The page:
01 Aug What A Slum May Look Like
Written by Lauren Hauszner, 2014 West Africa Grassroots Education.
Living in Canada I often hear stories of slums in faraway places, stricken by poverty or affected by war. In my mind, I have created a perception of what these places look like. Starving children with bloated tummies, surrounding their pregnant mothers wrapped in brightly colored pieces of cloth. Men with guns or weapons ready to fight at any given moment. The elderly mixed in the crowd sitting around just waiting for the day to pass; waiting until they are moved back to their homes. A sense of hopelessness is painted on the faces of everyone. This is what penetrates my mind based off of what I know from home.
However, visiting a community classified as a slum was a much different experience for me. On a wet and muddy day, our Grassroots Education team went to visit Old Fadama. This is the largest slum in Ghana and is home to around 80,000 people; 61,000 of which are children. Before entering the slum I had this vision in my mind of what it will be like, but not long after arriving, a much more exciting and colorful picture has replaced my own vision.
We are met by Moses, one of the senior community members in charge of education in the slum. He walks us through the entrance of the slum where people of all ages greet us and smile along the way. People are going about their daily lives; a network of routines have been strongly established here. People are going to work, businesses are being run, children are heading to school, women prepare food, and vibrant kiosks and stands outline much of the outdoor streets. ABBA plays in the distance. This is not what a slum should be, I think to myself.
Moses informs us about access to education for the children living in Old Fadama. He tells us that of the 61,000 children currently residing there, only 50% attend school. He tells us that the government does not support education here because it is an illegal settlement with the majority of the population being migrants from the northern regions of Ghana and neighbouring countries. He tells us that many must resort to going to schools miles away from their residences without sufficient transportation, while others simply don’t go to school at all. He tells us that due to poverty, most children cannot afford school uniforms and materials. More than that, the majority of teachers are not properly trained and have completed only Junior Secondary School or Senior Secondary School. He paints a dire picture focused on the situation surrounding education in this illegal settlement and it is one that shocks us all.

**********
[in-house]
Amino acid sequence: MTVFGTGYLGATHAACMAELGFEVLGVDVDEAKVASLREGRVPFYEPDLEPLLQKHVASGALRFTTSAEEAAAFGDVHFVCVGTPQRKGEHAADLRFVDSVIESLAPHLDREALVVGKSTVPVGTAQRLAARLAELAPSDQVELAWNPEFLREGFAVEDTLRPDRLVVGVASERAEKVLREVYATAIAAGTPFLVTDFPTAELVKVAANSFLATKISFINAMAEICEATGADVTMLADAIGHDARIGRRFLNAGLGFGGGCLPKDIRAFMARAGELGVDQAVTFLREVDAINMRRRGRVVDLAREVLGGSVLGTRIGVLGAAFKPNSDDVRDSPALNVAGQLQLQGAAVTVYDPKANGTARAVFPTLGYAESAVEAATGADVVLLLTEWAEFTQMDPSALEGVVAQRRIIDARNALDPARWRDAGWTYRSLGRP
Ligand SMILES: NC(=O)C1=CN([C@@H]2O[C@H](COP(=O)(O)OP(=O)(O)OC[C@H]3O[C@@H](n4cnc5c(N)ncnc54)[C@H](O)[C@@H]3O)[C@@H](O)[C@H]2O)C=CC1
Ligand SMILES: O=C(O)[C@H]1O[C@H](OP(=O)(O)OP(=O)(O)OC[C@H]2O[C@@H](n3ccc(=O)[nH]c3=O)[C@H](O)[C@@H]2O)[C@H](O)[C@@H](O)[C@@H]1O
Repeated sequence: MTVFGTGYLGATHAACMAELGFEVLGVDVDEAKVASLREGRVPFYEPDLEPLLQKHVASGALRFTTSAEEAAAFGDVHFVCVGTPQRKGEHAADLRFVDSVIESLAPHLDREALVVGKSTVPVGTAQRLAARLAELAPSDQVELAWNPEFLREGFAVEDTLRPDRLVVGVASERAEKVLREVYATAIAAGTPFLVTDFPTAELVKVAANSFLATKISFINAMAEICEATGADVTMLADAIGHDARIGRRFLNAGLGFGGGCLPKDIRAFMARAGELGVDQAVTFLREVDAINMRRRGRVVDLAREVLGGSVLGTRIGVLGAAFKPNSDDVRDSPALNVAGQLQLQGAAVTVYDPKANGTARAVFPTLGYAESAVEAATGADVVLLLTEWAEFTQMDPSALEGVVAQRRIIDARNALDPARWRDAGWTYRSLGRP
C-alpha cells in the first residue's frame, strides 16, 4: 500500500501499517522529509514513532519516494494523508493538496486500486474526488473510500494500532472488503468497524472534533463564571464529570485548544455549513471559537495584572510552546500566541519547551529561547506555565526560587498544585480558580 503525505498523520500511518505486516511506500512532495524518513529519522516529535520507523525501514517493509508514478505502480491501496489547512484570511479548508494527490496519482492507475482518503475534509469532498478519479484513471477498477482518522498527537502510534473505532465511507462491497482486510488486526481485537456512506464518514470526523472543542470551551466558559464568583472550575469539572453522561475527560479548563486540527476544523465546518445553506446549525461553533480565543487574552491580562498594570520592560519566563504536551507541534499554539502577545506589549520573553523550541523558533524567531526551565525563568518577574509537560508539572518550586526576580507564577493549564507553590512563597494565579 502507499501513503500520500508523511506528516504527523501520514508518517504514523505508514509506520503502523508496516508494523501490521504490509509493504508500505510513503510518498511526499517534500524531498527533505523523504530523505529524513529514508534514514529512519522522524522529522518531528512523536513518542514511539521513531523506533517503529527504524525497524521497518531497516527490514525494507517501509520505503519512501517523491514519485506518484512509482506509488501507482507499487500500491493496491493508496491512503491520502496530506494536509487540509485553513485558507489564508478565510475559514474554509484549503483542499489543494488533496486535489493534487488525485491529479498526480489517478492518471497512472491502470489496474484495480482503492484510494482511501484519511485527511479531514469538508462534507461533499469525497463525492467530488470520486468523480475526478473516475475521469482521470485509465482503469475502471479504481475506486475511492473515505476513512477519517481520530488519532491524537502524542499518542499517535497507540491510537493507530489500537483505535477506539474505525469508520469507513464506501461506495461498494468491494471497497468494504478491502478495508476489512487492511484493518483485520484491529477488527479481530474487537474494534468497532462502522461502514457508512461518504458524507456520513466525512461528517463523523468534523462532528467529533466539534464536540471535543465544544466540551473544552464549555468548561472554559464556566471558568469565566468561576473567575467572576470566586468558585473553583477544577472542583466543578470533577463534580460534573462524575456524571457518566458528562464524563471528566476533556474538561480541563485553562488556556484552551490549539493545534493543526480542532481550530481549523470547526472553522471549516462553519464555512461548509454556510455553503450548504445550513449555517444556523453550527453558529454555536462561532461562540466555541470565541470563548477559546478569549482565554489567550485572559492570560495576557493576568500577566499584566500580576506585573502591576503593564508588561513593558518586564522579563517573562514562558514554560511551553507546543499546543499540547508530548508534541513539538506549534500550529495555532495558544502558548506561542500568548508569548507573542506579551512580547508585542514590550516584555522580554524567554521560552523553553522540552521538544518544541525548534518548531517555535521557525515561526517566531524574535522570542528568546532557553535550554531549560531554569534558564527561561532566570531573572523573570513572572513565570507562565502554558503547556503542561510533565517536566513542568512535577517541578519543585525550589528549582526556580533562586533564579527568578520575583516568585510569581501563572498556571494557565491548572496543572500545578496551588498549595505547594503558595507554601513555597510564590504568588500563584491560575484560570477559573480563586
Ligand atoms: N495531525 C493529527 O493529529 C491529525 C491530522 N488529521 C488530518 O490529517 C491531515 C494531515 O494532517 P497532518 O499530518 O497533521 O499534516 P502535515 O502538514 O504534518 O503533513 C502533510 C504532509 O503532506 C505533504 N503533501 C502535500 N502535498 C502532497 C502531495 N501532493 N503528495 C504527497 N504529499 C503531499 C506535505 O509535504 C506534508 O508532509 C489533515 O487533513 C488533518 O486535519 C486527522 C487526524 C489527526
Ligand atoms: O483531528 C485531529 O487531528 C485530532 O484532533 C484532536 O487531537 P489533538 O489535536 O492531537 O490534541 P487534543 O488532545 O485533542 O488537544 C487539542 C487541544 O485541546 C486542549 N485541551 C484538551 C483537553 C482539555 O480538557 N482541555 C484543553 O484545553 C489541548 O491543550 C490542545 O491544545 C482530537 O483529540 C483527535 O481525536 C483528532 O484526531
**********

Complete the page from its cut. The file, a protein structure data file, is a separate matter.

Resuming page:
Immediately when we arrive, the students’ giggling and happy demeanor pull us all towards them. They are ecstatic to be around us and relish in the art projects we have planned for them. The day goes by with many emotions playing through my head. I am overwhelmed by the resilience and familiarity of the children. Walking into a classroom in Canada would result in many of the same behaviors that these children present. They are interested, curious, hyper, shy, genuine, mischievous, and thoroughly engaged students. They are striving to learn more and more each day. They value the education they are receiving. They truly love school.
The day is done and we are exhausted, but I am left with a strong sense of humility and honor. The children have taught me much more than I could have ever taught them in our short meeting. I will never forget the experience or their smiling faces. I am thankful to Moses, the children, and all the people who changed my perception of what a slum actually is. Although there are many challenges that the people residing in the community of Old Fadama face, including education, they are functioning to the best of their capabilities and have taken ownership of their own future.
So this is what a slum is, I think to myself.
2014 West Africa: Grassroots Education